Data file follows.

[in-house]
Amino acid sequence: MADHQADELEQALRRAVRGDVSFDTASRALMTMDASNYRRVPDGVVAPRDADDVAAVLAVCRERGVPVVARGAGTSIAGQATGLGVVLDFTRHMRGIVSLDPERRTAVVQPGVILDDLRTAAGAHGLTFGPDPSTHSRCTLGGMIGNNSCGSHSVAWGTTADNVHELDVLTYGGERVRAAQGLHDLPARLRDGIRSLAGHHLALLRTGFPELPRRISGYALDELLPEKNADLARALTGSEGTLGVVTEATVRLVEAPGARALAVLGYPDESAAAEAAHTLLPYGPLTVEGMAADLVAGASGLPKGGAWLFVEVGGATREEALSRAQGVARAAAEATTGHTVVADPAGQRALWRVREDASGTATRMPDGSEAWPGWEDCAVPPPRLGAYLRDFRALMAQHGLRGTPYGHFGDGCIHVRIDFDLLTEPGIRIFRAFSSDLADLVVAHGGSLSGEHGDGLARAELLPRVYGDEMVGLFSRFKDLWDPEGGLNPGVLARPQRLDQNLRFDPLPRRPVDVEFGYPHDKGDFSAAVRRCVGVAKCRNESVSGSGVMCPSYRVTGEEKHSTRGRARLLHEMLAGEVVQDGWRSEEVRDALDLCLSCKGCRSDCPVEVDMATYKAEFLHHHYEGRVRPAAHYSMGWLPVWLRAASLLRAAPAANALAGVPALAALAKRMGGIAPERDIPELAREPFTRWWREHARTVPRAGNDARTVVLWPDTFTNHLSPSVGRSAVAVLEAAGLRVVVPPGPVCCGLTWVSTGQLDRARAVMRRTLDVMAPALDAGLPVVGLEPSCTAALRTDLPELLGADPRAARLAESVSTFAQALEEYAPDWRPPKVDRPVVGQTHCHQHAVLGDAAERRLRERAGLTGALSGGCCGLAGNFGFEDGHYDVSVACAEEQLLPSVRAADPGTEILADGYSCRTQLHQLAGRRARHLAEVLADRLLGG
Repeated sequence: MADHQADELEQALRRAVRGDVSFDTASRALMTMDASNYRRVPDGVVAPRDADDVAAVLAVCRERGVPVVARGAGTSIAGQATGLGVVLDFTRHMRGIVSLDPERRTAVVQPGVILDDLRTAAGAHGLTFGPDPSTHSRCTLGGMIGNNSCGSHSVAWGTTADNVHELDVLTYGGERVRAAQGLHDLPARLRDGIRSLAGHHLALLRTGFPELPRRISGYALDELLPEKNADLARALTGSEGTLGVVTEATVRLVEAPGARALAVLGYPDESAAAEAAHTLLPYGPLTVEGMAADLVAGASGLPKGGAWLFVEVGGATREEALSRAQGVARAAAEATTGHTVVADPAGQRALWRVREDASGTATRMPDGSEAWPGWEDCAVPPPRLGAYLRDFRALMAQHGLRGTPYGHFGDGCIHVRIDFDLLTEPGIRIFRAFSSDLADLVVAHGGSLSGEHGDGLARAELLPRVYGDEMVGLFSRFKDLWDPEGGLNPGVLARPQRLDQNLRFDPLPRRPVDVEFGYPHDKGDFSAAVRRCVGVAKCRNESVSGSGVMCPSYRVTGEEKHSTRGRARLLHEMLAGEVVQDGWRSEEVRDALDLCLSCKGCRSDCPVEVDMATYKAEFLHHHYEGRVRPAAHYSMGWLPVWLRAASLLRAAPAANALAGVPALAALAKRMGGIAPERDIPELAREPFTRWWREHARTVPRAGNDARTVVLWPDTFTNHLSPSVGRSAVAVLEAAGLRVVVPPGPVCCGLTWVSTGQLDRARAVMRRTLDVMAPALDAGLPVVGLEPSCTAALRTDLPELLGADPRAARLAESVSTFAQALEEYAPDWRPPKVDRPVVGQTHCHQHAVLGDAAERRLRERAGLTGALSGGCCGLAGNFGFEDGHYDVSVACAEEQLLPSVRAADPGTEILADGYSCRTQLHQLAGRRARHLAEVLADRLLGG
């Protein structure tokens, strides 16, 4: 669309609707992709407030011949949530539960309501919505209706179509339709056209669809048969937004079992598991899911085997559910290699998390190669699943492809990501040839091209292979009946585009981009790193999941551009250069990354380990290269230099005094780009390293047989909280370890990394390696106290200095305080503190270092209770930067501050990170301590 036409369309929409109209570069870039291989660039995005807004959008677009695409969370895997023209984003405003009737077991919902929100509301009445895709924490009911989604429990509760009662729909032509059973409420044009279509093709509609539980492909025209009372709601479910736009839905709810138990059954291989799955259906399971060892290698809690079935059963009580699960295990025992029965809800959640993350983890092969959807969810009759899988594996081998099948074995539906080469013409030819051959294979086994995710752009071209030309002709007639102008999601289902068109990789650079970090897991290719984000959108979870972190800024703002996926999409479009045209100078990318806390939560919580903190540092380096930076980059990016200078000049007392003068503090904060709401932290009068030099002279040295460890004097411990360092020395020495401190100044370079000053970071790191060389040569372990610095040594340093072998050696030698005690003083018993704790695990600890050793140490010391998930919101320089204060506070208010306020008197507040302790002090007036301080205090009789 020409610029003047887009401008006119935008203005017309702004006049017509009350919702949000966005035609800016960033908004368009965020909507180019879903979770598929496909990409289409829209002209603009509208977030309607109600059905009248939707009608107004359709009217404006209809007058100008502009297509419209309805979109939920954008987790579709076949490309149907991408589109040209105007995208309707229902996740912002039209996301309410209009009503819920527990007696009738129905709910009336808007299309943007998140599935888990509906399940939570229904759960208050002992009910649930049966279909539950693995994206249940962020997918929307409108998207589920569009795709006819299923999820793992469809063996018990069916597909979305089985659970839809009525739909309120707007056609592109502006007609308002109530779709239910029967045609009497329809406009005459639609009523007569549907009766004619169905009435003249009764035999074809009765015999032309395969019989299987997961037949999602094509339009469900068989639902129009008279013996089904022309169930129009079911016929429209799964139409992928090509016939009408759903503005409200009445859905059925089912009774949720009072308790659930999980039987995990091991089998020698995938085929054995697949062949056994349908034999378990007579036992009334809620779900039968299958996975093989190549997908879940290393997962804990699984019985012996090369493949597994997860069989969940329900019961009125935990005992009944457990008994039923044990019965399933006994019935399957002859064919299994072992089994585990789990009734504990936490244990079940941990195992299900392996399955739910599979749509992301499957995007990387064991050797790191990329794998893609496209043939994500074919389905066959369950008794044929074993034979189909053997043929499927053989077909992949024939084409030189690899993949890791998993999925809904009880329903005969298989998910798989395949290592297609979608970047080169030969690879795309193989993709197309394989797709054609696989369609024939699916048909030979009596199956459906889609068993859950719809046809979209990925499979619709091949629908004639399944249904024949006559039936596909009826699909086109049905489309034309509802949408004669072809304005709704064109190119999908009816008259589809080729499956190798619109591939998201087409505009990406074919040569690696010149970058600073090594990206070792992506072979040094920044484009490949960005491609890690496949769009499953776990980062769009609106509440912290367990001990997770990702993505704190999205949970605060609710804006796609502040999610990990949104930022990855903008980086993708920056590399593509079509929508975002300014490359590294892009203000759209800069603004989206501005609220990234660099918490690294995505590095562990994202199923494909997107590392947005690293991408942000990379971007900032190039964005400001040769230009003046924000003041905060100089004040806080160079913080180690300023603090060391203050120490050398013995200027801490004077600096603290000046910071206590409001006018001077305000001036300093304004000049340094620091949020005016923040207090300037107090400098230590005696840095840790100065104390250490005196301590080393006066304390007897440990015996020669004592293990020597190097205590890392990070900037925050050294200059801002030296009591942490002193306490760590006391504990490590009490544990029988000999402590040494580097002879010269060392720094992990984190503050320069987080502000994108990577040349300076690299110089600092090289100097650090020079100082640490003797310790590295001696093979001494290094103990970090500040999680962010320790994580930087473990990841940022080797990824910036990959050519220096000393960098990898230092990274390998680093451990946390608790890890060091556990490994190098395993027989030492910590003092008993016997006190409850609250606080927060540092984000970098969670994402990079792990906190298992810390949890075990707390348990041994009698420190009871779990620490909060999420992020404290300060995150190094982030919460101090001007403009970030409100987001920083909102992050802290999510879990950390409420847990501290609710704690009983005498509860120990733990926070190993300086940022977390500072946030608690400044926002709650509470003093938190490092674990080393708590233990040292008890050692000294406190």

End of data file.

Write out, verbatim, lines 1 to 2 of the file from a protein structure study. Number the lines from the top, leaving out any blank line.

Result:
[in-house]
Amino acid sequence: MADHQADELEQALRRAVRGDVSFDTASRALMTMDASNYRRVPDGVVAPRDADDVAAVLAVCRERGVPVVARGAGTSIAGQATGLGVVLDFTRHMRGIVSLDPERRTAVVQPGVILDDLRTAAGAHGLTFGPDPSTHSRCTLGGMIGNNSCGSHSVAWGTTADNVHELDVLTYGGERVRAAQGLHDLPARLRDGIRSLAGHHLALLRTGFPELPRRISGYALDELLPEKNADLARALTGSEGTLGVVTEATVRLVEAPGARALAVLGYPDESAAAEAAHTLLPYGPLTVEGMAADLVAGASGLPKGGAWLFVEVGGATREEALSRAQGVARAAAEATTGHTVVADPAGQRALWRVREDASGTATRMPDGSEAWPGWEDCAVPPPRLGAYLRDFRALMAQHGLRGTPYGHFGDGCIHVRIDFDLLTEPGIRIFRAFSSDLADLVVAHGGSLSGEHGDGLARAELLPRVYGDEMVGLFSRFKDLWDPEGGLNPGVLARPQRLDQNLRFDPLPRRPVDVEFGYPHDKGDFSAAVRRCVGVAKCRNESVSGSGVMCPSYRVTGEEKHSTRGRARLLHEMLAGEVVQDGWRSEEVRDALDLCLSCKGCRSDCPVEVDMATYKAEFLHHHYEGRVRPAAHYSMGWLPVWLRAASLLRAAPAANALAGVPALAALAKRMGGIAPERDIPELAREPFTRWWREHARTVPRAGNDARTVVLWPDTFTNHLSPSVGRSAVAVLEAAGLRVVVPPGPVCCGLTWVSTGQLDRARAVMRRTLDVMAPALDAGLPVVGLEPSCTAALRTDLPELLGADPRAARLAESVSTFAQALEEYAPDWRPPKVDRPVVGQTHCHQHAVLGDAAERRLRERAGLTGALSGGCCGLAGNFGFEDGHYDVSVACAEEQLLPSVRAADPGTEILADGYSCRTQLHQLAGRRARHLAEVLADRLLGG